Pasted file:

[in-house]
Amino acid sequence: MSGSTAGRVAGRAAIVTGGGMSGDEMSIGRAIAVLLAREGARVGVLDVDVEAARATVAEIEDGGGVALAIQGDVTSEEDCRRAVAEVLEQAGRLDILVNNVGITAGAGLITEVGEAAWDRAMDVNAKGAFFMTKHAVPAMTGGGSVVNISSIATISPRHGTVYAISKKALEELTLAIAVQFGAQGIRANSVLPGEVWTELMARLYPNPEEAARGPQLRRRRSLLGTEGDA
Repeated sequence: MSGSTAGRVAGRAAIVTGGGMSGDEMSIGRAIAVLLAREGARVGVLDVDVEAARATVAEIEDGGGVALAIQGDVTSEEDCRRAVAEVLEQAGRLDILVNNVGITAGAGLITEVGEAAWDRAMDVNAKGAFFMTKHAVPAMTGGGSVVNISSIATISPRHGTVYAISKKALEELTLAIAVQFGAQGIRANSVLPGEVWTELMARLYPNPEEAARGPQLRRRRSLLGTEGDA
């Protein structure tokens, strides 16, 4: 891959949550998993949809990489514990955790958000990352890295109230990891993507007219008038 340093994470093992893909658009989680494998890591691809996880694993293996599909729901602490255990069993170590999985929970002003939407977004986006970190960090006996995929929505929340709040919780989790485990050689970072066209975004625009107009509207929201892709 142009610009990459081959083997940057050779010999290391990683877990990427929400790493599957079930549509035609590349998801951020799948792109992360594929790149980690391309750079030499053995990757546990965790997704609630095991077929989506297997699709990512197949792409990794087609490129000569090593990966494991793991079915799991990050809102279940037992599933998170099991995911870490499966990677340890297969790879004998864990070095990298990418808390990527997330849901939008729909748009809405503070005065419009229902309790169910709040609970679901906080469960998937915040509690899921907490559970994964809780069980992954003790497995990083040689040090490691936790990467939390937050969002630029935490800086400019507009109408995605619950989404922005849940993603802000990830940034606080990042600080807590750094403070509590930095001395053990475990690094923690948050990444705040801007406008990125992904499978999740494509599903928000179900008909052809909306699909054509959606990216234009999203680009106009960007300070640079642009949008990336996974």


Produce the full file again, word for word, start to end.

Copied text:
[in-house]
Amino acid sequence: MSGSTAGRVAGRAAIVTGGGMSGDEMSIGRAIAVLLAREGARVGVLDVDVEAARATVAEIEDGGGVALAIQGDVTSEEDCRRAVAEVLEQAGRLDILVNNVGITAGAGLITEVGEAAWDRAMDVNAKGAFFMTKHAVPAMTGGGSVVNISSIATISPRHGTVYAISKKALEELTLAIAVQFGAQGIRANSVLPGEVWTELMARLYPNPEEAARGPQLRRRRSLLGTEGDA
Repeated sequence: MSGSTAGRVAGRAAIVTGGGMSGDEMSIGRAIAVLLAREGARVGVLDVDVEAARATVAEIEDGGGVALAIQGDVTSEEDCRRAVAEVLEQAGRLDILVNNVGITAGAGLITEVGEAAWDRAMDVNAKGAFFMTKHAVPAMTGGGSVVNISSIATISPRHGTVYAISKKALEELTLAIAVQFGAQGIRANSVLPGEVWTELMARLYPNPEEAARGPQLRRRRSLLGTEGDA
């Protein structure tokens, strides 16, 4: 891959949550998993949809990489514990955790958000990352890295109230990891993507007219008038 340093994470093992893909658009989680494998890591691809996880694993293996599909729901602490255990069993170590999985929970002003939407977004986006970190960090006996995929929505929340709040919780989790485990050689970072066209975004625009107009509207929201892709 142009610009990459081959083997940057050779010999290391990683877990990427929400790493599957079930549509035609590349998801951020799948792109992360594929790149980690391309750079030499053995990757546990965790997704609630095991077929989506297997699709990512197949792409990794087609490129000569090593990966494991793991079915799991990050809102279940037992599933998170099991995911870490499966990677340890297969790879004998864990070095990298990418808390990527997330849901939008729909748009809405503070005065419009229902309790169910709040609970679901906080469960998937915040509690899921907490559970994964809780069980992954003790497995990083040689040090490691936790990467939390937050969002630029935490800086400019507009109408995605619950989404922005849940993603802000990830940034606080990042600080807590750094403070509590930095001395053990475990690094923690948050990444705040801007406008990125992904499978999740494509599903928000179900008909052809909306699909054509959606990216234009999203680009106009960007300070640079642009949008990336996974």